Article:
Shipp actually played okay defensively in this game. During the game, while writing notes, I was about to write that he was playing fairly well defensively – until he had a couple of bad defensive sequences in the second half – one when he was backdoored by Brown out of pure laziness.

Lee impacts the game so much because of his defense – especially since UCLA isn't generally getting good defense consistently from any other perimeter player. UCLA started to build a lead in the second half with Lee in the game, because of his defense and rebounding (he finished with 5 for the game), including a couple of excellent offensive rebounds that kept alive critical offensive possessions.

Jerime Anderson gives you a hint of how things might execute better on offense in the future. UCLA uses a ball screen probably 40 times a game, but how many times does a pick-and-roll result from it? In this game, Dragovic provided the pick for Anderson, Dragovic rolled off it and Anderson found him for a wide-open three.

Is there a solution to the poor defense? Not really. Playing with more intensity all the time would greatly enhance it, and prevent a recurrence of the first 15 minutes of this game. While you think that could improve, it's not as if this is the beginning of the season; we're getting down to it here, and if this UCLA team had something left in it in terms of effort and intensity you would think we would have seen it by now.

The defensive issues also are clearly because of the lack of athleticism among guys who get a majority of the minutes. Dragovic lacks great quickness to defend his position, as does Shipp. Collison and Holiday have it, but tend to squander it. Holiday at moments in this game would allow someone to get around him fairly easily, then a few minutes later would play superior on-ball defense, smothering his opponent and beating him to the spot. I guess we have to chalk it up to freshman immaturity.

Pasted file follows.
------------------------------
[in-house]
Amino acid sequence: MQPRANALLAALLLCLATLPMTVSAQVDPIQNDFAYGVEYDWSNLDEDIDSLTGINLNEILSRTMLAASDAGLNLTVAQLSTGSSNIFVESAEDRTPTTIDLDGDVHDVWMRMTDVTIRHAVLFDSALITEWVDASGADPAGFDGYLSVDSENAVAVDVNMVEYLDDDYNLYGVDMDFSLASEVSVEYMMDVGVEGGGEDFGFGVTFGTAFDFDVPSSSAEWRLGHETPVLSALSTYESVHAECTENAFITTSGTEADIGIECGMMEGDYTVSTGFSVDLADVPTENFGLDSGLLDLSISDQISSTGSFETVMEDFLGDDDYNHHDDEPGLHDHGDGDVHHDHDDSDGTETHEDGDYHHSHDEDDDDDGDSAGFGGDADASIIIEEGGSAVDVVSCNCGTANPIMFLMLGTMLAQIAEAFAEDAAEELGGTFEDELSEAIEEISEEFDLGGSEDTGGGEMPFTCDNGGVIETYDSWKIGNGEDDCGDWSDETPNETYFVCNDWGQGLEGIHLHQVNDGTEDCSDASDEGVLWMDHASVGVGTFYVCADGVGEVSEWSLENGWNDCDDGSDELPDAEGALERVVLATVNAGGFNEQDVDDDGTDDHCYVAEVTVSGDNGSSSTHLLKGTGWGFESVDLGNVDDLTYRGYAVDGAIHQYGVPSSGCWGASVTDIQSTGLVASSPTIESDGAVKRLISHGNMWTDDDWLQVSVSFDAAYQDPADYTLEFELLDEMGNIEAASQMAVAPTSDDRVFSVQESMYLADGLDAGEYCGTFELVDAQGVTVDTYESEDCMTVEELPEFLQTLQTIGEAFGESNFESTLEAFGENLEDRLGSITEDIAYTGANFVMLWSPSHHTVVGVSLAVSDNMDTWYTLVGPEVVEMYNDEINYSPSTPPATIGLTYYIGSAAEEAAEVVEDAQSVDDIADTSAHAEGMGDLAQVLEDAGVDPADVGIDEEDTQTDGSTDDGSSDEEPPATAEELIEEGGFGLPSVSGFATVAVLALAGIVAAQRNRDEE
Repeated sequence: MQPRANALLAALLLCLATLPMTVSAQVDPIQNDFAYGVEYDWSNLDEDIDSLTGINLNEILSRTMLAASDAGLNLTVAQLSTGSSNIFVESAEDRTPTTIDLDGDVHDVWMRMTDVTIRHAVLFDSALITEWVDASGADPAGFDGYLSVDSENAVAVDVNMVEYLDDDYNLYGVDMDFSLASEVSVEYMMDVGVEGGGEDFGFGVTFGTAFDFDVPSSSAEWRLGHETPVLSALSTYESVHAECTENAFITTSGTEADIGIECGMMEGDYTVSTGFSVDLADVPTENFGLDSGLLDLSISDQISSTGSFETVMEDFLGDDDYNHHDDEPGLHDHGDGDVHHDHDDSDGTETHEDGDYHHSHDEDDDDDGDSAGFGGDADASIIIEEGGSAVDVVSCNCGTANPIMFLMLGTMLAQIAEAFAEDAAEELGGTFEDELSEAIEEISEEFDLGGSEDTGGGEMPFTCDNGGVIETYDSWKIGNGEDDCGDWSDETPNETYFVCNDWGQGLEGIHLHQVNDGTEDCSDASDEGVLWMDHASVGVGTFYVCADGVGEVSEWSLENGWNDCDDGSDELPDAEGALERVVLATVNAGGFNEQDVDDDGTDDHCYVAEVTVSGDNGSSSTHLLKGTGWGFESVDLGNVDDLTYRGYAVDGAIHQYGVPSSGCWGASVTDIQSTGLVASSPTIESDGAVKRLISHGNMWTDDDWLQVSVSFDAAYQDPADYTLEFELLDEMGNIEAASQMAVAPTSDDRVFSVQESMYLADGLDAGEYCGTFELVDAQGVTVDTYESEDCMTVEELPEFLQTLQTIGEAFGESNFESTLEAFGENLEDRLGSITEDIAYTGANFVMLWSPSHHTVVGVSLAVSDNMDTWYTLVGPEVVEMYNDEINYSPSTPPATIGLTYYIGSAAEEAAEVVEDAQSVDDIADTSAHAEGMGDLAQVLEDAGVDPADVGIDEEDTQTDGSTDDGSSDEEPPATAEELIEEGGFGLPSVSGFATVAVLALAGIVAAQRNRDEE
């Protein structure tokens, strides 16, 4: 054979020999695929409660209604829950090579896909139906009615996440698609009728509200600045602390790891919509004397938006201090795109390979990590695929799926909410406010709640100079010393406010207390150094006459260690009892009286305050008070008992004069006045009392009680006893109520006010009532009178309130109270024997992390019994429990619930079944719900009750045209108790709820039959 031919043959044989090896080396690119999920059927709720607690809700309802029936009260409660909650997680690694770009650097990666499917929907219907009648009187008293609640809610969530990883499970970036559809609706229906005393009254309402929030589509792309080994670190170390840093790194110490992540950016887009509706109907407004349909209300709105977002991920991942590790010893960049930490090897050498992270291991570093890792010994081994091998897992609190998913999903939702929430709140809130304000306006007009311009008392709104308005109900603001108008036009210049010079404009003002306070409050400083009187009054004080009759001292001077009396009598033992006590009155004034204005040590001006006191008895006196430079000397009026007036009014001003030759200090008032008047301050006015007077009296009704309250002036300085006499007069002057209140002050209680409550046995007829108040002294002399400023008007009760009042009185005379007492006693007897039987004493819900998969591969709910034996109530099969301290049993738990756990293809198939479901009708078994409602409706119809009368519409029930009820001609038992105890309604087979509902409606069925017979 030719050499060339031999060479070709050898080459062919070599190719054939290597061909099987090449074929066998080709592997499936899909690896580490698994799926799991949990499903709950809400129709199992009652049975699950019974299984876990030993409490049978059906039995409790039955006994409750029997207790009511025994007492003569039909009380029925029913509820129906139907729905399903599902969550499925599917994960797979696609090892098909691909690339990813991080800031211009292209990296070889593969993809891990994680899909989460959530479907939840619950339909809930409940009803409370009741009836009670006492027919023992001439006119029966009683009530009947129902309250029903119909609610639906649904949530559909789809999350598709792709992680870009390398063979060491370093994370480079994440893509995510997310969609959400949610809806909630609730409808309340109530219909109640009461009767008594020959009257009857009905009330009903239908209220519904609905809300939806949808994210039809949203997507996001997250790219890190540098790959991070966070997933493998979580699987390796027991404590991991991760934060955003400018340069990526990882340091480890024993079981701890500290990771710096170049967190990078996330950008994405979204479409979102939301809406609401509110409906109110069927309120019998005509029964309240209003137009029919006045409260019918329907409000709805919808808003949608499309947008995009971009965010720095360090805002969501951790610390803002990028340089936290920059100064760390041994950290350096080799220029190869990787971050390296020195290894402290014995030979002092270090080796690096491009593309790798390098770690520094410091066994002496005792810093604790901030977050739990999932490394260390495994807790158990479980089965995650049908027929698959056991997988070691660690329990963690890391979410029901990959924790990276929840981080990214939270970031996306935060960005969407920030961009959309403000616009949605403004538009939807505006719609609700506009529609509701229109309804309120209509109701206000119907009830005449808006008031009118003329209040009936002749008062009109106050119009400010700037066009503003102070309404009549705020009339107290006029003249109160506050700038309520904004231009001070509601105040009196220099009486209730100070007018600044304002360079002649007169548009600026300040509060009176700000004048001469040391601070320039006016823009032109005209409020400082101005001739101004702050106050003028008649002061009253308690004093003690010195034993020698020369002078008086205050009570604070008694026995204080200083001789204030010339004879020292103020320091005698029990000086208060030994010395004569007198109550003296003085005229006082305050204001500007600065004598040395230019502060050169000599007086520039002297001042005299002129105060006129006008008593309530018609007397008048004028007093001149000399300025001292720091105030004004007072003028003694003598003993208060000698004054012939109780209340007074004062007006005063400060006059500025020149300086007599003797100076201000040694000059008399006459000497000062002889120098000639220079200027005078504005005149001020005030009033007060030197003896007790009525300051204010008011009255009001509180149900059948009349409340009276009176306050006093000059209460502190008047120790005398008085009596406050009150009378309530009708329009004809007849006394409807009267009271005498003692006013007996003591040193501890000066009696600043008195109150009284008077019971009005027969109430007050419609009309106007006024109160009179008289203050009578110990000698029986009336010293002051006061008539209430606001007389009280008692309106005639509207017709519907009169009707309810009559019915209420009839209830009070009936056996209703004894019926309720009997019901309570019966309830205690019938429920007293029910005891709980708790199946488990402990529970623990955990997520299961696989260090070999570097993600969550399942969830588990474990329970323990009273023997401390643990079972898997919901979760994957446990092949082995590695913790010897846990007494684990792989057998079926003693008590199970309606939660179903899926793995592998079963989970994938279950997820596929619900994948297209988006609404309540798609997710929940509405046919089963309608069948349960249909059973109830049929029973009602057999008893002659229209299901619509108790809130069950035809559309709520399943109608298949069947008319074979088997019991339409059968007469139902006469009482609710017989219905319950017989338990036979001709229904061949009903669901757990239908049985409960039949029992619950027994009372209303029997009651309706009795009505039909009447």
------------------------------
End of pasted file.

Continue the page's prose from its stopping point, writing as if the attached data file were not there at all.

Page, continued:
We've said recently that Shipp has had some games that would rank among the best of his UCLA career, but this one clearly was in the top two or three. He had 7 rebounds, and tied his career high with 24 points, doing it by shooting very well from the field (9 for 12) and from three (4 for 5), but also by more often than not dribbling with more strength to the basket than he has in the past. A huge difference in Shipp is in his outside shot; he not only has more confidence in it, but he's now shooting with a much quicker release, and both are probably feeding into each other. The better you shoot the less you measure your shot. And at this point, Shipp is so confident in his outside shot that he's getting it off very quickly, which makes it that much more effective.

You could also make the point that this team is showing some resiliency and ability to bounce back. Down by 14 in the second-half, they surged back by getting defensive stops. While Bruin fans are used to an almost-bizarre degree of heart and character, as evidenced by the Bruin teams of the last three years, this team, while it might not have it to the same degree, still has an above average amount of it.

After this game, everything about Saturday's game against California doesn't bode well. It's on the road, against a better team than Stanford that will exploit a lack of focus on defense and an inability to stay in front of your man far more. It's the second game of the weekend. Under Howland, UCLA is 40-7 on Thursdays, and 25-21 on Saturday. There was a 29-point difference between UCLA playing Stanford at Pauley or in Palo Alto. If UCLA does the equivalent against Cal, they'll lose by 14. With road games the measuring stick of a team's worth, this is the ultimate one for this season.